Yesterday, a DC subway station turned into a surprise water park ride. It wasn't a huge deal — the station was closed for a few hours, the water drained and service went back to normal — but it certainly looked like it. Seeing a timelapse of the whole thing from the station's entrance shows how this happened. The Washington Metropolitan Area Transit Authority said yesterday that exceptional rainfall paired with the Cleveland Park station's topographical challenges was to blame for the temporary waterfall. "The station is prone to flooding because it is at the bottom of a hill," spokesperson Sherri Ly told the Washington Post. "In these extreme weather situations, we get flash flooding."
Yes, there is definitely a hill, although it could be argued that the station is not at the bottom of that hill. And although the rainfall was especially heavy, it doesn't seem that the situation itself was all that rare. Flooding has absolutely been an issue around this subway station for some time. The Google Street View image of the Cleveland Park station, which was taken over six months ago in November 2015, shows sandbags ringing the footpath — a temporary solution for a known problem but not a permanent fix.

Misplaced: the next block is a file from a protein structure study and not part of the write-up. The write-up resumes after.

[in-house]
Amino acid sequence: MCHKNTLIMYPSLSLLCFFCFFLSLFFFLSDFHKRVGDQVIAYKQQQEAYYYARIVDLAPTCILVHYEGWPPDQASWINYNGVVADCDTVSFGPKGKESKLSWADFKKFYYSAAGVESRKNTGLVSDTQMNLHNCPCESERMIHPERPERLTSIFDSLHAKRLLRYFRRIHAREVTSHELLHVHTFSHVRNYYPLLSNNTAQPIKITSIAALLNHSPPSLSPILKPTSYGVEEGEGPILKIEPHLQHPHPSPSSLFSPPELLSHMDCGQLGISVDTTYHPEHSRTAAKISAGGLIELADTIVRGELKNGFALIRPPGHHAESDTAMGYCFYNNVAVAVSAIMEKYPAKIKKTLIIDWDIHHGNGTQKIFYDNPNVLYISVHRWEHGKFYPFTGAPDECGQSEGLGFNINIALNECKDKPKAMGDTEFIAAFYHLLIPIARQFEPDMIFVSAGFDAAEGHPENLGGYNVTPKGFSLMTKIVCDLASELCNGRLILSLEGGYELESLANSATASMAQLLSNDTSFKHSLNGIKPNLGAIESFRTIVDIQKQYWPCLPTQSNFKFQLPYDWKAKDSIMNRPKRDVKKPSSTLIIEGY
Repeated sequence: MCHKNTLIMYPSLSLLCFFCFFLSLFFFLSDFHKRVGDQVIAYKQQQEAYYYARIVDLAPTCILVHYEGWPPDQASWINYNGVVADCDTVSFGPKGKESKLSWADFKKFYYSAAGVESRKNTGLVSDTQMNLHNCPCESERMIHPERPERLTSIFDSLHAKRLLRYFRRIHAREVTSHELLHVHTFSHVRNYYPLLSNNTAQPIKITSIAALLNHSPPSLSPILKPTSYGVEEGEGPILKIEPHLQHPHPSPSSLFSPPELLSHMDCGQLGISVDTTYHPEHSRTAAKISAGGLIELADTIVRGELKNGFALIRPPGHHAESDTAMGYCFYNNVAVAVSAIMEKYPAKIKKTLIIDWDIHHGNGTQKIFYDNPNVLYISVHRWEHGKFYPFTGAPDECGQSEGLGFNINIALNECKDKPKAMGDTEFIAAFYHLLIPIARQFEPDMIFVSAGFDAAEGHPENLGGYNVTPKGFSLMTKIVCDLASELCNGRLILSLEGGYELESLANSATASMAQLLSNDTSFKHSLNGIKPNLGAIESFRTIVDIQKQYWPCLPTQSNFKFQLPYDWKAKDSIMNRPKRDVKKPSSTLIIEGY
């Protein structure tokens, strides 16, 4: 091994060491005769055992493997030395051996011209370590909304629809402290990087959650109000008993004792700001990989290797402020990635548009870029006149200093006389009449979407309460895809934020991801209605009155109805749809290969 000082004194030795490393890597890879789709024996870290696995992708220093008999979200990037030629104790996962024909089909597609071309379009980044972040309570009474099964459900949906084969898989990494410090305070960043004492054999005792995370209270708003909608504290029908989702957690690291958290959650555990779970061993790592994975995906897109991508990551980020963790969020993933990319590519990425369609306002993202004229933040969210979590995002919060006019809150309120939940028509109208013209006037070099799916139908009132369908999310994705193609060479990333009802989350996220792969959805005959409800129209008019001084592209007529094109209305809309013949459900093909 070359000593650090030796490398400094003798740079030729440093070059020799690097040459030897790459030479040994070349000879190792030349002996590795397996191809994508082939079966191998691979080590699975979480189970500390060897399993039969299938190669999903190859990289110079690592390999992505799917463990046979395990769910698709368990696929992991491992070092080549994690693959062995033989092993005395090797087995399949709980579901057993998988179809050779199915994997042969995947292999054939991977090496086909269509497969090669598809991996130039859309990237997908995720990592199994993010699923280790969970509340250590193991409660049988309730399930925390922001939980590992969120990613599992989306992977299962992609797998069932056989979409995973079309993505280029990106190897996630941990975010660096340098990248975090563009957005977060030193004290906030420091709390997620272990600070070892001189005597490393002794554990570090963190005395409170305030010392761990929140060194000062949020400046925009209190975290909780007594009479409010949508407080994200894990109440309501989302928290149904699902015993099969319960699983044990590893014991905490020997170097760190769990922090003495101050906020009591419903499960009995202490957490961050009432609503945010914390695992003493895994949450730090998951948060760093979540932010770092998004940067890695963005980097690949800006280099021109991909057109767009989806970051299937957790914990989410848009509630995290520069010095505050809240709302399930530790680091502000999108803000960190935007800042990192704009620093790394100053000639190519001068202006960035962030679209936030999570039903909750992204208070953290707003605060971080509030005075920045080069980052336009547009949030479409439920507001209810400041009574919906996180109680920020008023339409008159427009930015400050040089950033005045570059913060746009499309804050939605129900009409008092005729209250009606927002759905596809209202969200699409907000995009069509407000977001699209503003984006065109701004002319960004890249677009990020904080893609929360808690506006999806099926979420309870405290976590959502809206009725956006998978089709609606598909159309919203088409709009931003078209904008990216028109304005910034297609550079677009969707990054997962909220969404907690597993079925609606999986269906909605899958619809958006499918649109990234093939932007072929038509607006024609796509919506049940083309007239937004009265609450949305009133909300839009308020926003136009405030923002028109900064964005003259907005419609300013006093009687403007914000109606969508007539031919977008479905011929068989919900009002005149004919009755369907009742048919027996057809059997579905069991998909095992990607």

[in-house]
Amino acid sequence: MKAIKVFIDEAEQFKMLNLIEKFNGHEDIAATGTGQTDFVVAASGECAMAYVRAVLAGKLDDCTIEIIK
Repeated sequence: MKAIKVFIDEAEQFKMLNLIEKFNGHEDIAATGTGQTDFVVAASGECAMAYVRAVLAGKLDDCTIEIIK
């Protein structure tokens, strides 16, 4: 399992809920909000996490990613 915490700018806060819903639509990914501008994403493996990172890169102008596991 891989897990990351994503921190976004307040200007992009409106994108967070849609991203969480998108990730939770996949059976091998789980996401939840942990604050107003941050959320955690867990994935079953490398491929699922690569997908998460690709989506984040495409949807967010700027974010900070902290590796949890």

Sandbags shown around DC's Cleveland Park station in a November 2015 Google Street View image
DC is embarking upon an ambitious safety upgrade across its entire system that will require long-term closures for many lines. But that doesn't include improvements to the streets and footpaths around the station entrances, which Cleveland Park desperately needs before the next big storm.